No Israeli is safe and secure until all Israelis are

We need to adopt the message that if in Sderot parents have to worry about rockets, we all must pressure the government to stop them. Op-ed.

Rachel Touitou ,

Hamas rockets land in Israel
Hamas rockets land in Israel
IDF spokesperson

For millennia it was understood that the minimum for a casus belli, an event which justifies or provokes a conflict, is the attempt to murder a nation’s citizens on sovereign territory.

Possibly hundreds if not thousands of conflicts have begun because of belligerence by one entity dragging another into a justified response.

Israel has more than enough ongoing justification to react overwhelmingly to the missile attacks emanating from Gaza by terrorist organizations based there, who openly and proudly call for the murder of all Israelis. According to recently released statistics, 176 rockets were launched by terrorist organizations toward Israel during 2020, meaning one every two days.

Yet, Israel does not respond. There are sorties by the Israel Air Force which tend to target empty buildings or positions. Government press releases talk of not “trying our patience”, and usually claim that these types of attacks are “unacceptable”.

Unfortunately, they have become acceptable because we accept them.

We now appear to be living in a situation when an enemy launches a deadly missile on Israeli population centers and it does not make headline news, and is met with an almost collective shrug.

I say ‘almost’ because there are hundreds of thousands of hard-working tax-paying citizens who live under a daily threat from these rockets. They send their children to school worrying about which one they should run to first in case of attack. They walk the streets sometimes ensuring they are never more than seconds away from a protective shelter. They tuck their children in to their beds at night unable to properly promise them that they will be one hundred per cent safe.

This is an “unacceptable” situation that must be changed.

Before we discuss any operational changes, we must change the mindset within the country.

What we need is the adoption of a victory mentality into the population.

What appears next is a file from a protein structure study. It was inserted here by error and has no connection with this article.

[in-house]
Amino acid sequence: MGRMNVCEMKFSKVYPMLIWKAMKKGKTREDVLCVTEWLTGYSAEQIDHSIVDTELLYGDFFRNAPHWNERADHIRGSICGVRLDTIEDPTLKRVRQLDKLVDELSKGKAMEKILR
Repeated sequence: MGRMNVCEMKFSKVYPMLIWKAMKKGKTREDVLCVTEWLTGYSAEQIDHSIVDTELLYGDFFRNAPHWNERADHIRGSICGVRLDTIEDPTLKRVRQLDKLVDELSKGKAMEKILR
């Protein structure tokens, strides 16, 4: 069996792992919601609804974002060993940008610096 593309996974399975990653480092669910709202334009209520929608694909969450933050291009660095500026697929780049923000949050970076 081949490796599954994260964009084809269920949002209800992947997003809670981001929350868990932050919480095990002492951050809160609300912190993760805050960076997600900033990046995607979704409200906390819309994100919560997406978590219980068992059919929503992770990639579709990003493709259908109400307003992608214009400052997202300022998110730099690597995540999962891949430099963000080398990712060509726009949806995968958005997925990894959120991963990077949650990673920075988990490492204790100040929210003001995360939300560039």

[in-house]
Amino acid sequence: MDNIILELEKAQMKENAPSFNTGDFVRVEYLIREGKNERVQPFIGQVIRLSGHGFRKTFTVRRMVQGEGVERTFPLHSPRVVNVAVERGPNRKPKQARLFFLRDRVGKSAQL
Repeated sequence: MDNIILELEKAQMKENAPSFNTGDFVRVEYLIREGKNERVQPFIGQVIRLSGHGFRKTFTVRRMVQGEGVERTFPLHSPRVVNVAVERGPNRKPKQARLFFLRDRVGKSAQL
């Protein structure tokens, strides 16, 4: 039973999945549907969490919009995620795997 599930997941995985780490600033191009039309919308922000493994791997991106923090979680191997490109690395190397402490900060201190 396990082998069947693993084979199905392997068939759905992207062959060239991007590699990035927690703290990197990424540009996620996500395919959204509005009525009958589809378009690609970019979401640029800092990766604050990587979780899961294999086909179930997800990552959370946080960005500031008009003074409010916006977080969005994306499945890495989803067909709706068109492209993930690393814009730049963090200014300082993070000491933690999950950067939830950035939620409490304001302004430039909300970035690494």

We need a general public which calls for the crushing of its enemies, and breaking their will to continue their deadly attacks and violent rejectionism.

During the current Coronavirus pandemic, the World Health Organization has come up with an interesting slogan to ensure global solidarity. “None of us will be safe until everyone is safe,” has become the WHO’s rallying call in recent months.

In Israel, we should adopt this mentality. No Israeli is safe and secure until every Israeli is safe and secure.

Just because the rockets are not currently being aimed at Tel Aviv, this should not mean that residents of Tel Aviv should continue their day as normal when their fellow citizens in Sderot are cowering in safe rooms.


We see examples across the world, whether it is the rout of ISIS in Iraq or the Tamil Tigers in Sri Lanka. Terrorist organizations and violent oppressive non-state actors do not have to be negotiated with, they can be defeated.
We need to respond with overwhelming solidarity and empathy to every attack. We need to send a message to the government and other decision-makers that this is truly unacceptable and must be made to stop.

We need to send a message that we are applauding and adopting Chief of Staff Aviv Kochavi’s return to a victory message and strategy for the IDF. The talk of defeating one’s enemy is not passe and it is possible to achieve.

We see examples across the world, whether it is the rout of ISIS in Iraq or the Tamil Tigers in Sri Lanka. Terrorist organizations and violent oppressive non-state actors do not have to be negotiated with, they can be defeated.

We see it currently in Ethiopia where the government is forcefully repelling the armed forces of the Tigray People’s Liberation Front (TPLF), which attacked the Ethiopian National Defense Force (ENDF) Northern Command headquarters in Mekelle during early November.

While these events only encapsulated a relatively small part of the country, the Ethiopian government and the ENDF responded and defeated its enemies.

It achieved this despite the painful cost and condemnation from the usual suspects who cry foul over any armed intervention by a national government even if justified on the legal and moral level.

Mostly, it was successful because the Ethiopian population gave its support to its prime minister, Abiy Ahmed Ali, a Nobel Peace Prize recipient, and his government to defeat its enemies.

The public decided to adhere to the principle that if one of us is not safe and secure, then none of us are safe and secure. This gave the Ethiopian leadership the impetus to achieve victory.

The Israeli public needs to send a similar message to its politicians, especially during an election period, that it will no longer tolerate any attack against any other citizen. If one is attacked, we are all attacked, and we give our full backing for Israel to defeat its enemies and achieve a permanent victory that brings peace and security for all.

Rachel Touitou is a member of the Middle East Forum Israel



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